ANDREW M GRANT
"I loved magic as a child and seeing a great work of art in person, brings those same feelings back to the surface."
Andrew Maurice Grant was born in 1983 in Montego Bay, Jamaica. He spent the first 3 years of his life in Hanover, Jamaica, and eventually migrated to the United States. He is currently residing in Orlando, FL, as a full time artist and likes the idea of residing in the state closest to his original home.
Grant's mother always had art in their home - photography, figurines, illustrations and paintings -that leaned toward realism, representations of blackness and the female form. Grant was always creative and showed that early on and besides drawing he ventured into other creative outlets that involved writing and recording music. His late teens found him returning to what first captivated his imagination, drawing. In school, no serious art instruction was pursued and it remained only a hobby, along with writing. He subsequently attended the University of Central Florida and went on to obtain a degree in Communications. Grant never seriously pursued art since at that time, he didn’t know of anyone making a living doing traditional art and accepted
the stigma of ‘starving artist’.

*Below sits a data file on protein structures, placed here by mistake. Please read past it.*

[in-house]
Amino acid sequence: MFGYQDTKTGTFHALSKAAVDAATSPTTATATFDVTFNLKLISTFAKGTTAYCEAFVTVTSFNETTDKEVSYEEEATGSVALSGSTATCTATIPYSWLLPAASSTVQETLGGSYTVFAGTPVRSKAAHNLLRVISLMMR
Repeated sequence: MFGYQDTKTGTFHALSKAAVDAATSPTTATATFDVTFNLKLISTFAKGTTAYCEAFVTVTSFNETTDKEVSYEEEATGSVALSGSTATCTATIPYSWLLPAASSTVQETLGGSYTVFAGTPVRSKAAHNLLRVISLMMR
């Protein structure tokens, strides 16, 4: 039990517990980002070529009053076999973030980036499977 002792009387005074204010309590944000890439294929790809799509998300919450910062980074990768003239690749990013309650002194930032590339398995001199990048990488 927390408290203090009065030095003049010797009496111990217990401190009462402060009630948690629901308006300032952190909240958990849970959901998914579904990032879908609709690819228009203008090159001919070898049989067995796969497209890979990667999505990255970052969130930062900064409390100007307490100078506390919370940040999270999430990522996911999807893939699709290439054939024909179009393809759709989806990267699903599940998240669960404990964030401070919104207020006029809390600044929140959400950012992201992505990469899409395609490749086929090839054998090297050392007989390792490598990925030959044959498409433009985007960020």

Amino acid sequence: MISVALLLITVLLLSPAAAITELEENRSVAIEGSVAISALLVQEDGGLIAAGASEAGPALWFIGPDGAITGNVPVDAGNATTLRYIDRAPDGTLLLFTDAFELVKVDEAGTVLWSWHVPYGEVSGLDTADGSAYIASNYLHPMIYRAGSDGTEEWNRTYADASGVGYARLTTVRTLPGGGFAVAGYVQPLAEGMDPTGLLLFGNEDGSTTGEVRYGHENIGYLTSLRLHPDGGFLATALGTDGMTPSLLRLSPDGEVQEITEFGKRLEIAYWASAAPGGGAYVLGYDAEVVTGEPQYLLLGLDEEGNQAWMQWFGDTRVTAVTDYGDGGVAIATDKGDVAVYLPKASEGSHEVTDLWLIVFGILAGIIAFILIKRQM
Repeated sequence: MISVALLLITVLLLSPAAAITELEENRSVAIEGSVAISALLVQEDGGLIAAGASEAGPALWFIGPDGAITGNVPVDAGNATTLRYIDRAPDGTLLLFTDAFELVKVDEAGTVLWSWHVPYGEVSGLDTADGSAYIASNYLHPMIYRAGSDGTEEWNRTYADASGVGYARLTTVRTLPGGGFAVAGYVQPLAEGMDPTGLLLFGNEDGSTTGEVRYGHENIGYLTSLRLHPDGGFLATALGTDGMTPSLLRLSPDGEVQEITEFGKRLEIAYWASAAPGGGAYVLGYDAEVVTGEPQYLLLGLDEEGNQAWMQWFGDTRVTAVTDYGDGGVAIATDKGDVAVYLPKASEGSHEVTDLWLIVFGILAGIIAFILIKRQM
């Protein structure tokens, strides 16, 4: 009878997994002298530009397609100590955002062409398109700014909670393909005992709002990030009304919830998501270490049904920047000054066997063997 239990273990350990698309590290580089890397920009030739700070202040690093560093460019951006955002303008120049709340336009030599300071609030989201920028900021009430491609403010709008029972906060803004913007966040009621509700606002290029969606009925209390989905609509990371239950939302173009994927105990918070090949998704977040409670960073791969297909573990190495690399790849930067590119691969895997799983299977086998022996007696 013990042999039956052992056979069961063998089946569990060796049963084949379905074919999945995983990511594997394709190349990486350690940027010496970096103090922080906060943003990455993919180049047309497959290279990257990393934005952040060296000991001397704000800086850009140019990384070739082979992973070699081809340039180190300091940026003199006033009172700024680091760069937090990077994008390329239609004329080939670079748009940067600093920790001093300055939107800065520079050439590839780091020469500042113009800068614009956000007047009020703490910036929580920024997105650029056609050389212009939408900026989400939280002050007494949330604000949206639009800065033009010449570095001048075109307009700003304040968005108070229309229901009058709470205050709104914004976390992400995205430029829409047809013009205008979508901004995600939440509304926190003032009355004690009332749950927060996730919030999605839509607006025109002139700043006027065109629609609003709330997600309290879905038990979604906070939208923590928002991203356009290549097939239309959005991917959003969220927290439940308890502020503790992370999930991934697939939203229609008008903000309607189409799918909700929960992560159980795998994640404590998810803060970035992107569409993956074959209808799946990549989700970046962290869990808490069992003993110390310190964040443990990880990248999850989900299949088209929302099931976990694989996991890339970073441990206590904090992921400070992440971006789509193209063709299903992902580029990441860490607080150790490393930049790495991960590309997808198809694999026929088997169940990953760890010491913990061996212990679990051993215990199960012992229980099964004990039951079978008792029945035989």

This all changed a few years out of college once he found a local non profit art school that taught traditional painting and drawing techniques, one discovery led to another and the drive to become part of an art world with realism at its core, became a serious pursuit. Grant’s earliest memories are those of his mother, grandmother and aunt taking care of him and when reflecting on the fact that women gave him the most support and encouragement early in his life, the motivation and subject matter in his artwork became women, primarily African American women. He first used oil paint in December of 2009 and ten years later, after studying with Terry Norris and Carol Broman in 2009 and 2011, he set forth to master his craft. Grant held his first solo show in February of 2019 where he presented his first body of work which explored his ongoing Elements theme including Earth, fire, air and water. The attributes of these elements are coupled with figurative or portrait compositions using symbolism and a subtle narrative. The show was a success and led to an invitation to another solo exhibition at the Appleton Museum of Art in 2021. He plans to dive even deeper into the Elements theme and introduce new perspectives to the series. Prior to his solo exhibition, Grant would participate in local and national exhibitions and was able to receive recognition from local blogs and papers. He was awarded in local shows and recently his painting titled, “Spring” was a finalist in the yearly international competition held by The Art Renewal Center.